Re: Aikido and Budo
The dojo and shrine in Iwama are the birthplace of Aikido as we know it. It was there that Morihei Ueshiba O-sensei synthesized and perfected his martial art (budo) from his many studies of other martial arts and religions.
His longest time student in Iwama was my teacher, Morihiro Saito-sensei (23 years living and training with O-sensei). He passed on to us the essence of Aikido as he learned it from O-sensei as "Takemusu Aiki".
Takemusu Aiki can be translated as "the union with the spirit of the universe which gives creation to a martial art". The "take" in "takemusu" is the same Chinese character (kanji) as the "bu" in "budo".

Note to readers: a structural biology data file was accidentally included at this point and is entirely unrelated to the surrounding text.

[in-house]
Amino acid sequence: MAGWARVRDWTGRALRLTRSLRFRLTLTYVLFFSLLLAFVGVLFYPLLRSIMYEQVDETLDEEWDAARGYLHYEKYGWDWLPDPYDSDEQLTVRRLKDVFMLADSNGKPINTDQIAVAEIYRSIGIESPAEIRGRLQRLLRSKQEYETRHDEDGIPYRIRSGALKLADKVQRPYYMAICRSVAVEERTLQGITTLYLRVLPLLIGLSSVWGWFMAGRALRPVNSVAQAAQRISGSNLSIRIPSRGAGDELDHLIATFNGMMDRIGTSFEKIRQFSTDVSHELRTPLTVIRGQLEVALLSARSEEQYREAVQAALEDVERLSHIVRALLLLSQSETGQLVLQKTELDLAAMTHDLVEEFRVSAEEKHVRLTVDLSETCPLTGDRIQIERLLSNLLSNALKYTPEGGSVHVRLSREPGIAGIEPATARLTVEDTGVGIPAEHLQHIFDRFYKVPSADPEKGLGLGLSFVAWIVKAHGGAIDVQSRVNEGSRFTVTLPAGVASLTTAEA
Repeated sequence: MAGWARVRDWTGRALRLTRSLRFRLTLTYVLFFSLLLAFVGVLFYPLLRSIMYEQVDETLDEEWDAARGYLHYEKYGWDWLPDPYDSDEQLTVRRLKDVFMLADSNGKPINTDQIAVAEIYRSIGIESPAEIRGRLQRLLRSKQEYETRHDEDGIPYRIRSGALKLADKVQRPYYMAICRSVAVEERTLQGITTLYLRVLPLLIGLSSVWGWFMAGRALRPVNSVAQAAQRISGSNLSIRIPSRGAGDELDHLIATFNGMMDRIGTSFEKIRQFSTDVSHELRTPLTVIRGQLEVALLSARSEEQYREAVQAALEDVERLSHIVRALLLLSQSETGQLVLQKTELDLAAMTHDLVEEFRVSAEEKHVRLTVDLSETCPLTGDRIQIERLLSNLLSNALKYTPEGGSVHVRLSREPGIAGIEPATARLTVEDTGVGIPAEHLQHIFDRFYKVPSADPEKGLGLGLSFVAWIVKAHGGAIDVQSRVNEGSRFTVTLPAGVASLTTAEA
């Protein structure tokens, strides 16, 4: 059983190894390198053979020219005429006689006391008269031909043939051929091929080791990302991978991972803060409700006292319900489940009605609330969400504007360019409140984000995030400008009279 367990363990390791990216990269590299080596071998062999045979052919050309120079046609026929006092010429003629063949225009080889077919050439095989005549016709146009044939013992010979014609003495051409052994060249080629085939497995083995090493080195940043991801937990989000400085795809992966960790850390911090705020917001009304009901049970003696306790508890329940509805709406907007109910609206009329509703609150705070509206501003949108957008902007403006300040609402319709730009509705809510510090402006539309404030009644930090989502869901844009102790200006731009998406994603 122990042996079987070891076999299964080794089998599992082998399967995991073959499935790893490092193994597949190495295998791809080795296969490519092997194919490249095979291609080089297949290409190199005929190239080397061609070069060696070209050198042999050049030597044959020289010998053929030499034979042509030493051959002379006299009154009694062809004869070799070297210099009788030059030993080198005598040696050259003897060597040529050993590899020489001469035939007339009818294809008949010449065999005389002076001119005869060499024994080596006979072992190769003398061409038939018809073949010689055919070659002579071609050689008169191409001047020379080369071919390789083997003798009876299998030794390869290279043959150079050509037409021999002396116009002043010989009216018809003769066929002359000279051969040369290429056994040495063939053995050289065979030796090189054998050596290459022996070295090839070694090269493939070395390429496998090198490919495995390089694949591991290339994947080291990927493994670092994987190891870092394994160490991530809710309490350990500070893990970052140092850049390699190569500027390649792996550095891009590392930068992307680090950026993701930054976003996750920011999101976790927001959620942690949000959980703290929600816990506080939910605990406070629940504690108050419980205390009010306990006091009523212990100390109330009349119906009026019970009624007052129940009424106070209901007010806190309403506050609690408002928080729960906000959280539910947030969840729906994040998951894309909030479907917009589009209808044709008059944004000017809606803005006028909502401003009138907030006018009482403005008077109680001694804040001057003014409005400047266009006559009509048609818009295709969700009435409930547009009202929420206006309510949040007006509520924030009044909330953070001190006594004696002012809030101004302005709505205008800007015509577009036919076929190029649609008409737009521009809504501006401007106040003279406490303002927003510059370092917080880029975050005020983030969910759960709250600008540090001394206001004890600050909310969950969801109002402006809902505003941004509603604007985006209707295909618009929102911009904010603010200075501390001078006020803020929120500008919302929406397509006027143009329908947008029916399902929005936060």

I trained with Yamada-sensei in the 60s and respect him very much. However, I regret that he and others no longer consider Aikido to be budo.
Saito-sensei constantly lamented that Aikido around the world was degenerating into a system of light exercise. This is fine for people who want this rather than the hard knocks and pain that go with real Aikido training. Maybe they should call it "Aiki-taiso" (exercise based on Aikido), because it is not O-sensei's Takemusu Aiki which is budo in its purest form.
Watering down Aikido into something soft certainly makes it appeal to many more people than real training, which attracts only a small number of unique and dedicated individuals. But regrettably Yamada-sensei is right when he says that soft "Aikido" training is not budo.